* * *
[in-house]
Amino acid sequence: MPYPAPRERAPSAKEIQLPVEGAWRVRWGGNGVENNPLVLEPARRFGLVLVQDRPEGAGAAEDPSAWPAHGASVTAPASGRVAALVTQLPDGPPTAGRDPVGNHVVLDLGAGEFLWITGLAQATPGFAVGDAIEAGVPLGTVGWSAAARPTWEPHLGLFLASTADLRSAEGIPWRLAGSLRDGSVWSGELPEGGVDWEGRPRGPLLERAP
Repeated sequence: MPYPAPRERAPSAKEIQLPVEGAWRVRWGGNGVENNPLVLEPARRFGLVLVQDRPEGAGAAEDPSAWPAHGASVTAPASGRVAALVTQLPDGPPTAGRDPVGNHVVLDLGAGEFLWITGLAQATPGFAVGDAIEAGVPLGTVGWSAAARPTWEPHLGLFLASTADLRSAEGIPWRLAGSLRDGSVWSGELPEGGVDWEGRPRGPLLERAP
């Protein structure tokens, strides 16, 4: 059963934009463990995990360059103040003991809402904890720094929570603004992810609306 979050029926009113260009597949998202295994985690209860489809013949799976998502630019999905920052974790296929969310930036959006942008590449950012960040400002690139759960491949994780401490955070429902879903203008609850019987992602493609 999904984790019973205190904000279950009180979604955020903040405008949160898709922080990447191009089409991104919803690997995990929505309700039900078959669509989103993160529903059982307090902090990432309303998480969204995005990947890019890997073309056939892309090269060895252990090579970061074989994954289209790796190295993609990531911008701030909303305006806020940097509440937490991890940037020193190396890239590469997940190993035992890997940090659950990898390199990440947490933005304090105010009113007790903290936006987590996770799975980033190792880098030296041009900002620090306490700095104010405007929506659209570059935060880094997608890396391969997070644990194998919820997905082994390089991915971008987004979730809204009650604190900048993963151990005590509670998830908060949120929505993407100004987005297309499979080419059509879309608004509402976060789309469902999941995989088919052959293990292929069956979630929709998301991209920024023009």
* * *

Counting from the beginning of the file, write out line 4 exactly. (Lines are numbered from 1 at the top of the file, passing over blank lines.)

């Protein structure tokens, strides 16, 4: 059963934009463990995990360059103040003991809402904890720094929570603004992810609306 979050029926009113260009597949998202295994985690209860489809013949799976998502630019999905920052974790296929969310930036959006942008590449950012960040400002690139759960491949994780401490955070429902879903203008609850019987992602493609 999904984790019973205190904000279950009180979604955020903040405008949160898709922080990447191009089409991104919803690997995990929505309700039900078959669509989103993160529903059982307090902090990432309303998480969204995005990947890019890997073309056939892309090269060895252990090579970061074989994954289209790796190295993609990531911008701030909303305006806020940097509440937490991890940037020193190396890239590469997940190993035992890997940090659950990898390199990440947490933005304090105010009113007790903290936006987590996770799975980033190792880098030296041009900002620090306490700095104010405007929506659209570059935060880094997608890396391969997070644990194998919820997905082994390089991915971008987004979730809204009650604190900048993963151990005590509670998830908060949120929505993407100004987005297309499979080419059509879309608004509402976060789309469902999941995989088919052959293990292929069956979630929709998301991209920024023009």